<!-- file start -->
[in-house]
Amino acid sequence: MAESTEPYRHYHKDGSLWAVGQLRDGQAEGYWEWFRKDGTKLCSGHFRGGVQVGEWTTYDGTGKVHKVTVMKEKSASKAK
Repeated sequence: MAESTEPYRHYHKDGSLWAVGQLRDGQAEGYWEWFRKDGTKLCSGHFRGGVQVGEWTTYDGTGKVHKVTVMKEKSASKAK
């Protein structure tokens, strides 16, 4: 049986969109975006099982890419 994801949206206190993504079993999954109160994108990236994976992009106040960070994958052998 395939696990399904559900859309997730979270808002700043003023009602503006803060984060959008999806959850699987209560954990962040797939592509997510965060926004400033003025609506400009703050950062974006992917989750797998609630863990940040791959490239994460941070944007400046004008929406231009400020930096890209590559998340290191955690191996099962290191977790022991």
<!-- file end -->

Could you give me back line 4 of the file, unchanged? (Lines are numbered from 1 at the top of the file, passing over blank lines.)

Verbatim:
């Protein structure tokens, strides 16, 4: 049986969109975006099982890419 994801949206206190993504079993999954109160994108990236994976992009106040960070994958052998 395939696990399904559900859309997730979270808002700043003023009602503006803060984060959008999806959850699987209560954990962040797939592509997510965060926004400033003025609506400009703050950062974006992917989750797998609630863990940040791959490239994460941070944007400046004008929406231009400020930096890209590559998340290191955690191996099962290191977790022991």